“Reality” in the age of photoshop
When we think about lifelogging, we often think about it in terms of documenting and reviewing our lives through static journals of words and pictures. However, one particular photographer has offered a different perspective to this using the pictures that he takes in his everyday life. In a TEDTalk (watch it here!), Erik Johansson explained that he felt that photography these days seem to be all about being at the right place at the right time. However, he wanted to create something different. He wanted to perhaps play with the mind a little to present pictures that seemed almost impossible – taking different pieces of reality to make them an ultimate reality, as he says. To do this, he combines several pictures into one, taken at the same height and with similar types of light, and then makes each picture indistinguishable in terms of where they begun or ended. In his own words “the only thing that limits us is our imagination”. So maybe it’s time to whip out your lifelogs and see how you can combine them in some way to offer a fresh perspective to what you were doing or looking at. Check out more of his works here!
Image credited to Erik Johansson
Stepping away from the mobile phone
Apart from photographers like Erik Johansson, we also see a surge of non-professional photographers (ie. most people like you and me) in modern photography, obsessing over getting the perfect picture, which is made especially convenient with good enough cameras on the smart phone. On the surface, many might believe that the mountain of pictures taken will be able to jolt their true memories. However, many studies have posed serious concerns over the obsession in digitally documenting every part of our lives using our mobile phones, especially when it comes at the expense of truly living in the moment. In a podcast by NPR, they discuss about the effect of photographing more while experiencing less. This in turn, has an effect on our memories, because we no longer pay attention to the moments, but let the photographs determine the way we remember everything. In their words, “As soon as you hit click on that camera, it’s as if you’ve outsourced your memory.” This gave rise to their little project #fakememory, which encourages people to upload old photos of themselves that they think they remember only because they saw that picture. Do you have one of those?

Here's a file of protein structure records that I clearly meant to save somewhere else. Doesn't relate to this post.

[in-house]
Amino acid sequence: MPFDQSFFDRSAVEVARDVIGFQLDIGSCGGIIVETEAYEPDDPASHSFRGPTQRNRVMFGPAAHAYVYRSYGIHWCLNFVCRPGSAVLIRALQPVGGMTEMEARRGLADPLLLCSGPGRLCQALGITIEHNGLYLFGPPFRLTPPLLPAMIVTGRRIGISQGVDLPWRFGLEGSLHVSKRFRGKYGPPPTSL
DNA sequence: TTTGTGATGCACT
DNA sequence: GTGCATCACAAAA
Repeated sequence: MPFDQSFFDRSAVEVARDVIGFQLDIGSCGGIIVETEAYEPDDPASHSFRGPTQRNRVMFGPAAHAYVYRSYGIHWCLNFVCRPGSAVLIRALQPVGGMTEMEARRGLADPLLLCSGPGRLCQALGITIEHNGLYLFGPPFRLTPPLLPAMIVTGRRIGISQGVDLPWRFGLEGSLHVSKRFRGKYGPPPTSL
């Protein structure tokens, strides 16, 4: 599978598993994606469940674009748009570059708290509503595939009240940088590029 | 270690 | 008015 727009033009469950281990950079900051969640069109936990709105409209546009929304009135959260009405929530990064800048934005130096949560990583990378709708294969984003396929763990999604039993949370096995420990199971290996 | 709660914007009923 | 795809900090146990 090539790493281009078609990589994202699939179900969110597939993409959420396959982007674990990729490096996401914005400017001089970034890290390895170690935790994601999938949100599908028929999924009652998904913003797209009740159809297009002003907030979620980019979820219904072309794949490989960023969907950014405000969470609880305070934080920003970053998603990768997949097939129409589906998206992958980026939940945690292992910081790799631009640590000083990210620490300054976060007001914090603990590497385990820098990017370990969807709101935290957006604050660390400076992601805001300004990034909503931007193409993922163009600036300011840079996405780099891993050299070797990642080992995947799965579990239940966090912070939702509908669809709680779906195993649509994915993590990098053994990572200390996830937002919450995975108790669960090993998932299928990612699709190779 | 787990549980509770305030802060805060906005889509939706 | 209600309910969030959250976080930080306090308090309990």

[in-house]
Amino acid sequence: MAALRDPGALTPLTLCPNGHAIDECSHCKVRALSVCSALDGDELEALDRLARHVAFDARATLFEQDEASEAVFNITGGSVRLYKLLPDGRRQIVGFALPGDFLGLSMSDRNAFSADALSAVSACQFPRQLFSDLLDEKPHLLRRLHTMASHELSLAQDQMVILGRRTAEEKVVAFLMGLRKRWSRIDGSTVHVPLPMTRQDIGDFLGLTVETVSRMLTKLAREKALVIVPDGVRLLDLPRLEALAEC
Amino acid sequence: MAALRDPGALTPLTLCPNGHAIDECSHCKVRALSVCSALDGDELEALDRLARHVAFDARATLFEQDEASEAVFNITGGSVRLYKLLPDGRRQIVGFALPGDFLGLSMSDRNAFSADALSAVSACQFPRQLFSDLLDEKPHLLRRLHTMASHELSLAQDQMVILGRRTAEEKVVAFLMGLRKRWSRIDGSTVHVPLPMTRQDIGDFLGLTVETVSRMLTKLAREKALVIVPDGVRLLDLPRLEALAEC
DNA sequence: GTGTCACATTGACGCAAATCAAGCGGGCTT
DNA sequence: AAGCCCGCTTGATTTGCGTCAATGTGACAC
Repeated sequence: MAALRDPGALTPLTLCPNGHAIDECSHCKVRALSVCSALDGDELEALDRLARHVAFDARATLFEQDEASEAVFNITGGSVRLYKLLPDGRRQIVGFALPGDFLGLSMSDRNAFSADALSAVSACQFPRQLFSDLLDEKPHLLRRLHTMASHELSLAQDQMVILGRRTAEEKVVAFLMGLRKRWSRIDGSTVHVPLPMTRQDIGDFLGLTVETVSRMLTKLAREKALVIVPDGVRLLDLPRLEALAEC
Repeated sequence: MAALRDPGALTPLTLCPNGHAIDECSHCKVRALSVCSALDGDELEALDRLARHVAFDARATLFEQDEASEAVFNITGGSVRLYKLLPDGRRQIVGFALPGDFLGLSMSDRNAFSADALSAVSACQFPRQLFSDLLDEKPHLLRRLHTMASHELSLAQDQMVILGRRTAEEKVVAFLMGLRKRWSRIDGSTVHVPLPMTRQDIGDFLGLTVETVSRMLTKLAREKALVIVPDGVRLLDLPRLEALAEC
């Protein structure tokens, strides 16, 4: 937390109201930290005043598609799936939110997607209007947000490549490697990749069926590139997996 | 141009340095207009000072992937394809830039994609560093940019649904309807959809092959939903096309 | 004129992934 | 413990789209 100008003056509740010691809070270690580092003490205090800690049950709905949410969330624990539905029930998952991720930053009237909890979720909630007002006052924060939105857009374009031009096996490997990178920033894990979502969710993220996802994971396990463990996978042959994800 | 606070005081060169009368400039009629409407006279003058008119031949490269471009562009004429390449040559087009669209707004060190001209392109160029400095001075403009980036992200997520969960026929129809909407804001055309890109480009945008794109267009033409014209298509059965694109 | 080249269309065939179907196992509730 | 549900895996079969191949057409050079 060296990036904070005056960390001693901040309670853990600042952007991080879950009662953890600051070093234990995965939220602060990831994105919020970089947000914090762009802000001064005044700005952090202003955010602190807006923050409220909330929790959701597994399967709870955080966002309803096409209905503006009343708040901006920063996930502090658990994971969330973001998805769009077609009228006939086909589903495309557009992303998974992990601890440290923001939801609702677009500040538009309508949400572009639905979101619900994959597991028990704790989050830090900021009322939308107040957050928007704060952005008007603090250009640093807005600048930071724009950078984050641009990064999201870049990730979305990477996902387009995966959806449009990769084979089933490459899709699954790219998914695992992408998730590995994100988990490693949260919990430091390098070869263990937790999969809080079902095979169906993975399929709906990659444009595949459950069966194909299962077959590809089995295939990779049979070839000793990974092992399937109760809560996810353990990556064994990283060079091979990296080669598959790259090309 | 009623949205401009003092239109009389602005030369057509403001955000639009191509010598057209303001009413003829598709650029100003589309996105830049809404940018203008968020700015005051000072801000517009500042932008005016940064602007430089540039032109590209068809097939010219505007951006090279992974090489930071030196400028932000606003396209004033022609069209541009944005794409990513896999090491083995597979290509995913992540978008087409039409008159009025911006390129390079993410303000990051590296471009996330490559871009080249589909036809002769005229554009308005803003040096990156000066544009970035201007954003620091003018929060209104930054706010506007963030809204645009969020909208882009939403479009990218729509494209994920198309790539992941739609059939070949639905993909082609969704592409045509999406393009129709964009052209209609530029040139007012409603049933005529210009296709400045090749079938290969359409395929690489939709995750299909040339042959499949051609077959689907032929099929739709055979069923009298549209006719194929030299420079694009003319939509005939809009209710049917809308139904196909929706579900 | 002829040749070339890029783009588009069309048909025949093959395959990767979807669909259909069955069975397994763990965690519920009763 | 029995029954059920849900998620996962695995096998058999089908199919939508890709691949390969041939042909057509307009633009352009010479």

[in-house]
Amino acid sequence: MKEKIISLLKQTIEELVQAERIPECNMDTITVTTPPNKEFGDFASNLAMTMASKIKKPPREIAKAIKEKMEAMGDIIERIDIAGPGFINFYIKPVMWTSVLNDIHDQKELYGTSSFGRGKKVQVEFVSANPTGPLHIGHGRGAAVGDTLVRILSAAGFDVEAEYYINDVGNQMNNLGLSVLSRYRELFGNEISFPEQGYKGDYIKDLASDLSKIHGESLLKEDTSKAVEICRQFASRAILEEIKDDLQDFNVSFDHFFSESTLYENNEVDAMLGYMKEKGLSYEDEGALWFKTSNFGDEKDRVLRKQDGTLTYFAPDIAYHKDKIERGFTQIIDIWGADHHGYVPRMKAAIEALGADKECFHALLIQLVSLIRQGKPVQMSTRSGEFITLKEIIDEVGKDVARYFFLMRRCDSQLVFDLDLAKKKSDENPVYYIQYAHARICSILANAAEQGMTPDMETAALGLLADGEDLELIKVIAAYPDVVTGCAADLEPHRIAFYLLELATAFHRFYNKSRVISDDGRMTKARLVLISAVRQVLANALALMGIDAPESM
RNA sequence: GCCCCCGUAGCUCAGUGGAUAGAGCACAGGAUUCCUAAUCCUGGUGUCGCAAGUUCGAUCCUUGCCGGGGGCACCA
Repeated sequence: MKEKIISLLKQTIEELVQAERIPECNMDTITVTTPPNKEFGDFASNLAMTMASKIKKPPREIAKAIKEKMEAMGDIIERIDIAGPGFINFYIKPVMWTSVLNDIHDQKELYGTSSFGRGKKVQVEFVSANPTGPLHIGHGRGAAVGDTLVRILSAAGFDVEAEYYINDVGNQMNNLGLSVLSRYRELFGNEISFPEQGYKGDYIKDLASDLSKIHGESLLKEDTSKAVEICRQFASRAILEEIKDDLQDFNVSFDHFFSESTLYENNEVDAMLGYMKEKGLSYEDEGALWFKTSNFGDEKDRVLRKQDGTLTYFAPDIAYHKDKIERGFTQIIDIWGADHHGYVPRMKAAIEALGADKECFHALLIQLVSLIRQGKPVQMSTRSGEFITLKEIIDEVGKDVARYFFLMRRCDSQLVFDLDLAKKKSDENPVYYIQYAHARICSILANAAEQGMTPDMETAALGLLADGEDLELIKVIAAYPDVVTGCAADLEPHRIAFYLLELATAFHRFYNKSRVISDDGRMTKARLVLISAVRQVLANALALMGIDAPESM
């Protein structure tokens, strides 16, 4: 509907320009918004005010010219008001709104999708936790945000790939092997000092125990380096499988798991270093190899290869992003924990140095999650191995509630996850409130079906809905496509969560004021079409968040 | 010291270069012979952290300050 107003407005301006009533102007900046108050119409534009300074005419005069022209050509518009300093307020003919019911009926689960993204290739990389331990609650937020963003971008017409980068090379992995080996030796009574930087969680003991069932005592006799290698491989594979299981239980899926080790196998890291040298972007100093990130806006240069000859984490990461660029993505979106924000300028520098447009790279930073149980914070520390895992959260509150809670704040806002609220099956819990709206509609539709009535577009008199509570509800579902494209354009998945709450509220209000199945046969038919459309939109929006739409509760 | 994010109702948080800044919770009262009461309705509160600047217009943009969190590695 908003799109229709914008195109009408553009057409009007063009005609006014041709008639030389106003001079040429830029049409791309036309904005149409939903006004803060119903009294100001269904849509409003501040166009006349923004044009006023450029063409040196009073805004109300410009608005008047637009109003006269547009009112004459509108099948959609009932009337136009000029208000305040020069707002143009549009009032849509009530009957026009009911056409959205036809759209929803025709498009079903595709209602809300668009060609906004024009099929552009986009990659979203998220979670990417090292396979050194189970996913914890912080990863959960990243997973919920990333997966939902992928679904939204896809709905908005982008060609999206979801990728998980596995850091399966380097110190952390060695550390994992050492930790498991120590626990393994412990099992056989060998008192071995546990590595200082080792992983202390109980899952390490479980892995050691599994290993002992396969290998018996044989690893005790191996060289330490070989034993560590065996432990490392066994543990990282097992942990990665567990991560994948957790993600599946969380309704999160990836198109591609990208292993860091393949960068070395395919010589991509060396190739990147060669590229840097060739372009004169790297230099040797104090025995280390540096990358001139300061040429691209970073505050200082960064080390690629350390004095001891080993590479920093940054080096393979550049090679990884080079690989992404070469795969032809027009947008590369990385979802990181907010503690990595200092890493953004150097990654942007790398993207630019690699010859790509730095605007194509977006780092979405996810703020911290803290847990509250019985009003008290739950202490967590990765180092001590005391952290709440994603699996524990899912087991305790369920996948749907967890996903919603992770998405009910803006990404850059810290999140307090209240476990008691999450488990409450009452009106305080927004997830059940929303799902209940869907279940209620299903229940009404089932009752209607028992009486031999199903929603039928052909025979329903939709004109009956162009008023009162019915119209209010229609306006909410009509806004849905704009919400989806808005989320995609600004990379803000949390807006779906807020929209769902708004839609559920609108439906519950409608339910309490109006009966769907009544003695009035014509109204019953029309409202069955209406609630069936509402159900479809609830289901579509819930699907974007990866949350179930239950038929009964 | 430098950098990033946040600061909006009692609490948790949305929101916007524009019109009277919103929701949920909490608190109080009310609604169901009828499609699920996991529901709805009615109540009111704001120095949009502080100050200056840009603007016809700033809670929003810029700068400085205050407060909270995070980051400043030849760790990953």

Image credited to Matt Jabs
Perhaps then, one way to curb the concerns above would be to embrace the wave of wearable tech devices that is coming at us. With so much talk about “cumbersome” smartphones actually being replaced by multiple wearable devices and other technologies, maybe this hands-free solution is truly key to integrating the use of technology seamlessly into our lives, and be that bridge between human-human, human-computer and computer-computer interactions. Are we ready to embrace the future of wearable tech devices in every form like nail art, expressive hats and smoke machines, motorised dresses that keep people away on crowded subways, or even chic little clutches that wireless charge our phones?
Image credited to Wired
Storm-chasers and the futuristic Emirates
Surely though, we at Narrative love wearables when it comes to lifelogging. We also love time-lapse movies because we believe they offer more perspective than looking at individual photographs. So to end off this week in lifelogging, we would like to show you this amazing time-lapse movie captured of a massive thunderstorm in eastern Wyoming last Sunday evening. This one in particular is about a low-precipitation supercell, which has a rotating current of rising air known as updraft that gives it the appearance of spaceships with a rotating cloud base. Have a good weekend ahead!
Watch more: You’ve Never Seen a Thunderstorm Move Like This and Impressive timelapse brings you the futuristic Emirates from every angle and This ten-year timelapse of the 9/11 memorial gives us a powerful reminder
Video credited to BasehuntersChasing
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